Sanofi, in collaboration with the US National Institute of Health, is developing an antibody HIV treatment that can kill 99% of strains.
Human immunodeficiency virus (HIV) is notoriously difficult to treat as it mutates so quickly. Some patients develop ‘broadly neutralizing antibodies’ that attack fundamental parts of the virus, and are therefore very powerful tools. Researchers at Sanofi and the US National Institute of Health combined three of these antibodies to produce a treatment with 99% coverage of all HIV strains. Experiments in monkeys demonstrate its efficacy, and clinical trials will begin next year.
HIV infects immune cells, which impairs their function. The immune system deteriorates over time until it can no longer effectively fight infection and disease. At this point, the individual is at risk of opportunistic infections, which take advantage of the weakened immune system. When an individual has had one or more opportunistic infections or HIV-related cancers, they have acquired immunodeficiency syndrome (AIDS).
A single broadly neutralizing antibody can have up to 90% coverage of HIV strains. By engineering these antibodies, they can now interact with three determinants of the virus’ envelope protein, which is essential for the fusion with, and infection of human cells. Sanofi’s treatment combines three of these antibodies, to form an even more powerful ‘tri-specific antibody’.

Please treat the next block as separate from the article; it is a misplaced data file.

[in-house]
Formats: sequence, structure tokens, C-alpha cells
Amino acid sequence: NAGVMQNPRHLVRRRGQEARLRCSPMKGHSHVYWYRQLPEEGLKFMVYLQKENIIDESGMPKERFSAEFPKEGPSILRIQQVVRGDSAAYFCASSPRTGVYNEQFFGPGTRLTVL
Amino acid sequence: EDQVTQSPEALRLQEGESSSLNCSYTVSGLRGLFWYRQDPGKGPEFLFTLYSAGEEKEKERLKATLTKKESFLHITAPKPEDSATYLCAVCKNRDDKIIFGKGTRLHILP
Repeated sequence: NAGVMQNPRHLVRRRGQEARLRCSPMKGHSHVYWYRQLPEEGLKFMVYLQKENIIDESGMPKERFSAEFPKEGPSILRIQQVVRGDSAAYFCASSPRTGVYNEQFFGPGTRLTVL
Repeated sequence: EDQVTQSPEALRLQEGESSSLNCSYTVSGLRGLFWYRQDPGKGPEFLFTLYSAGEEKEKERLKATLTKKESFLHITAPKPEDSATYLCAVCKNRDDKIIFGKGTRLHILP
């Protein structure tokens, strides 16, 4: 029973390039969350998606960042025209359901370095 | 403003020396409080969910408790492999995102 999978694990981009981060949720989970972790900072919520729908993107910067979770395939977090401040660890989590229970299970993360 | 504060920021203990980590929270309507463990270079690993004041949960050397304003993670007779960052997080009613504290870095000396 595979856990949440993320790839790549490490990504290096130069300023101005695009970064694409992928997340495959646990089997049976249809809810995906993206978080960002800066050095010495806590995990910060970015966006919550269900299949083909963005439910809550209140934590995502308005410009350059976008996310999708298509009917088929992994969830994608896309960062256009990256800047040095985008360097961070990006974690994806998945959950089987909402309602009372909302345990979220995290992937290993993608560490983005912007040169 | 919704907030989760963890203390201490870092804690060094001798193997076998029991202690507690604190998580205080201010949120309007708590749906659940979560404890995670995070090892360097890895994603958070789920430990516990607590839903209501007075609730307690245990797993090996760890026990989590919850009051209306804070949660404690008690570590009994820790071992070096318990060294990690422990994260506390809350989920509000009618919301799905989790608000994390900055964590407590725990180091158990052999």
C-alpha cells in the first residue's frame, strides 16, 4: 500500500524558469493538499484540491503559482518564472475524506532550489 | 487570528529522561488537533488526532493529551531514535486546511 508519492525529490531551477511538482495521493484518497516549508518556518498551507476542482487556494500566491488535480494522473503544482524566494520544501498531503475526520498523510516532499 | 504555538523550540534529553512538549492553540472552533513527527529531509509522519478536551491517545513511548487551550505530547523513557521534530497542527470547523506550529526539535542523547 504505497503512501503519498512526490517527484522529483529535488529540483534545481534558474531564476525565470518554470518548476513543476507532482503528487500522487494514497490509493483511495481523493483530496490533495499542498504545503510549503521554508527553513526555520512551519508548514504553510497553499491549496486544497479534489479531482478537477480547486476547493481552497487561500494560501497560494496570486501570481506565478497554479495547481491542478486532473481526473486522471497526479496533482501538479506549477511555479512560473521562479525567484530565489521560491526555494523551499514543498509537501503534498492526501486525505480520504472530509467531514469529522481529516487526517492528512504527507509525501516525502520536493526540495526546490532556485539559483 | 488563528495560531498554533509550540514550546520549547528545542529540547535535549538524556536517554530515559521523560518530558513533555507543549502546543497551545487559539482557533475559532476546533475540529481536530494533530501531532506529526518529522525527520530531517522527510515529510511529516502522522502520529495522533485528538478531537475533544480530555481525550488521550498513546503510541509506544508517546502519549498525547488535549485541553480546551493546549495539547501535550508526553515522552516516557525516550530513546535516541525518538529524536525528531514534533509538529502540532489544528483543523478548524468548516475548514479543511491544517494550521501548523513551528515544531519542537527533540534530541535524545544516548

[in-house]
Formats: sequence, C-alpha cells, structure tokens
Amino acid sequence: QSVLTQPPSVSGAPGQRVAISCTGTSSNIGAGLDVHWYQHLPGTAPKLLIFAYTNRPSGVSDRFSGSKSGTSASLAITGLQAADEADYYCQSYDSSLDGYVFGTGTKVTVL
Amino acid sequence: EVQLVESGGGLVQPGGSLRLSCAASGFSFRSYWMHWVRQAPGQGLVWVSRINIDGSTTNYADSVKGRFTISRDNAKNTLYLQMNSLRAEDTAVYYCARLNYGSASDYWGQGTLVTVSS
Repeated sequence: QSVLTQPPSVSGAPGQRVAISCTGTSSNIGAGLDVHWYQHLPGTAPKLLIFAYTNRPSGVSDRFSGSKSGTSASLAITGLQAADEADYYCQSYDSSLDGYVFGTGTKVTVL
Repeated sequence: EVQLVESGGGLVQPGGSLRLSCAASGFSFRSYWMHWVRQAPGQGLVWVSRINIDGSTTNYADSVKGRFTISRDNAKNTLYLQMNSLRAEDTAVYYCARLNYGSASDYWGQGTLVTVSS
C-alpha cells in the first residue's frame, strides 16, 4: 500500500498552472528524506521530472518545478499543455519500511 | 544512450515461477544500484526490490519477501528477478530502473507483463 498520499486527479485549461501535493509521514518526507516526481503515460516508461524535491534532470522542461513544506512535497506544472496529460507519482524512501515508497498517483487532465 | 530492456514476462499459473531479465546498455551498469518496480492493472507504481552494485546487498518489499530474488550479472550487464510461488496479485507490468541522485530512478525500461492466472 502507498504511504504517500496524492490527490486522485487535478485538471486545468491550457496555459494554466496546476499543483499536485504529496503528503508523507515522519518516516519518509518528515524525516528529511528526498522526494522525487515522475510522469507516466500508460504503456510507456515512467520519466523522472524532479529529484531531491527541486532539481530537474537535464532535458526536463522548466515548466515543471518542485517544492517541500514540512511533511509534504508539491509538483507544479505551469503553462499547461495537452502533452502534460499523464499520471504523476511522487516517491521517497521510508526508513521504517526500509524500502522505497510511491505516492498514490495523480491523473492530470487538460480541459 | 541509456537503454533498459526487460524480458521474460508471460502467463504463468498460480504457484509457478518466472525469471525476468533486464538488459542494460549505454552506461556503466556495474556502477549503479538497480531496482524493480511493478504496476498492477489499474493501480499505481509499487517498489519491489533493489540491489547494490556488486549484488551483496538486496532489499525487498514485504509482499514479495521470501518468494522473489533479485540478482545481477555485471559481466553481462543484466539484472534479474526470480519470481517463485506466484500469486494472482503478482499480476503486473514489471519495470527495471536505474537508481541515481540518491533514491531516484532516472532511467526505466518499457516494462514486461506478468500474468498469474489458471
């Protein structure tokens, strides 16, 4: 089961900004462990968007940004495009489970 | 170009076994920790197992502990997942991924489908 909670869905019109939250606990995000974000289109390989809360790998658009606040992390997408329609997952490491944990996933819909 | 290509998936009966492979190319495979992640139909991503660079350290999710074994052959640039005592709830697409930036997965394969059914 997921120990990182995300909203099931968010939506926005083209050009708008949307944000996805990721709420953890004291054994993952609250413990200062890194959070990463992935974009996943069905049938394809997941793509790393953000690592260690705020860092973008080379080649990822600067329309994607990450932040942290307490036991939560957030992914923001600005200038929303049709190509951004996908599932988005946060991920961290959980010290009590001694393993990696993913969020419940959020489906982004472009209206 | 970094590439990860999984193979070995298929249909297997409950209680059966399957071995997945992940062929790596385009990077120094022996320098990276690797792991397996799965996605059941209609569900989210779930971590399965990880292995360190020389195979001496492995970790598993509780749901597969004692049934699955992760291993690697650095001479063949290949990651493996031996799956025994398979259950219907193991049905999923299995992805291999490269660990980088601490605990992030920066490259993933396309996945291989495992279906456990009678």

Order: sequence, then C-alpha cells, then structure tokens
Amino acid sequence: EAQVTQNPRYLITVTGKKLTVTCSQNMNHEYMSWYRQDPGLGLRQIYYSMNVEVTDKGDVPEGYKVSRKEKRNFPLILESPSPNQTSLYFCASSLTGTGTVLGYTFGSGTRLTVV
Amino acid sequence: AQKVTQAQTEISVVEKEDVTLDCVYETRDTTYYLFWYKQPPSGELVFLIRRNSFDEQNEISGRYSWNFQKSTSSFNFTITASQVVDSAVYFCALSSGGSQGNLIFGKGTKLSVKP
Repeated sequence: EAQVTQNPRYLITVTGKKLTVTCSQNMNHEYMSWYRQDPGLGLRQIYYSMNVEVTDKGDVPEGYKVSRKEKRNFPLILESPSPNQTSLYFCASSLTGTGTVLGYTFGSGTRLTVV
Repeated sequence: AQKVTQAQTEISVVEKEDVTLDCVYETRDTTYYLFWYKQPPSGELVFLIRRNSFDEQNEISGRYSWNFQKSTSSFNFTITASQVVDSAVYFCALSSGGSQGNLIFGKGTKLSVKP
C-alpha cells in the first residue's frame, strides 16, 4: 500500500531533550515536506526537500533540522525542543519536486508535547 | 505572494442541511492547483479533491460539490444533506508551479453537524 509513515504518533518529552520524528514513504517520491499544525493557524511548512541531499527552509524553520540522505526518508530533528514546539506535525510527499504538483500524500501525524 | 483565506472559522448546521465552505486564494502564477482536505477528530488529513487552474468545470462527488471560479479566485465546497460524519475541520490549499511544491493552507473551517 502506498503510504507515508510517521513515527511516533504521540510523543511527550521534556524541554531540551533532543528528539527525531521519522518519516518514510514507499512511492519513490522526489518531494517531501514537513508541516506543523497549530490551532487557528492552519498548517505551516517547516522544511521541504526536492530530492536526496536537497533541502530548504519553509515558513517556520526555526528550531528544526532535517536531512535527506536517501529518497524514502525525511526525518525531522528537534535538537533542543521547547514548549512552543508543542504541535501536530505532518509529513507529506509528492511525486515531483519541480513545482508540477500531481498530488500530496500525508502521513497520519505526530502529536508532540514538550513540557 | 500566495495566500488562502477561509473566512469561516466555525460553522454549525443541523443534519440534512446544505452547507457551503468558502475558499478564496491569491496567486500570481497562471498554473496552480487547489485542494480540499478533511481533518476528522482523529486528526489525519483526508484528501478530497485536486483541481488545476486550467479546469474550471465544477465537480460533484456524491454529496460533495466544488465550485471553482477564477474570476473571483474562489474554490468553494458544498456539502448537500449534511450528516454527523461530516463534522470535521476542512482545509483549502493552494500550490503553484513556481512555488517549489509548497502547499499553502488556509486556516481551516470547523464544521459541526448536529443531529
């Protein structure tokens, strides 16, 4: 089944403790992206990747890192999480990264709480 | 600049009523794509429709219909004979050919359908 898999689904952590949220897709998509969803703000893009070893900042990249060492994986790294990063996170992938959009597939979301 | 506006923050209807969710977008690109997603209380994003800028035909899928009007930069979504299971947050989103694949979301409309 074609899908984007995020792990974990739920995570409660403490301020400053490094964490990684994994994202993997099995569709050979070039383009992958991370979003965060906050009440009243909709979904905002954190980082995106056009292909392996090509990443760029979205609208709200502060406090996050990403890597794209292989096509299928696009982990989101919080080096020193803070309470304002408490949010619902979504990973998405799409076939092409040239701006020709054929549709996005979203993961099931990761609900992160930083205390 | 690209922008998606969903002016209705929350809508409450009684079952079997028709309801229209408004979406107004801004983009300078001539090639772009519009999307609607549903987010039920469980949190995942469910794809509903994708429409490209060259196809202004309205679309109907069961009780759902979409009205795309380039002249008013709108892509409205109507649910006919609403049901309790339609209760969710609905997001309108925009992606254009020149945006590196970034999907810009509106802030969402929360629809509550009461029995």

Current treatments are based on the use of antiretroviral therapy (ART), which slows the rate of HIV multiplication. Although these helped to reduce the number of deaths per year by 45% between 2005 and 2015, the number of new cases and deaths remains high. To tackle this, a lot of innovative research across Europe is underway to find an effective therapy.
For example, Abivax’s HIV treatment completely removes the virus and prevents it from coming back. On average, a 40% decrease in viral load was observed during a Phase IIa trial. Immunocore’s ImmTAV TCR-based technology, which received $40M (€33M) from the Bill & Melinda Gates Foundation, and Mologen’s DNA molecule, lefitolimod, both modulate the immune system to enhance its HIV-killing capacity.
The fact that so much work is being carried out offers hope to the field. An HIV cure has been long sought after, so if one of these groups could pull it off, it would change the lives of millions. What is particularly exciting about Sanofi’s work is its potential as a preventative measure, which would obviously be the best possible approach.
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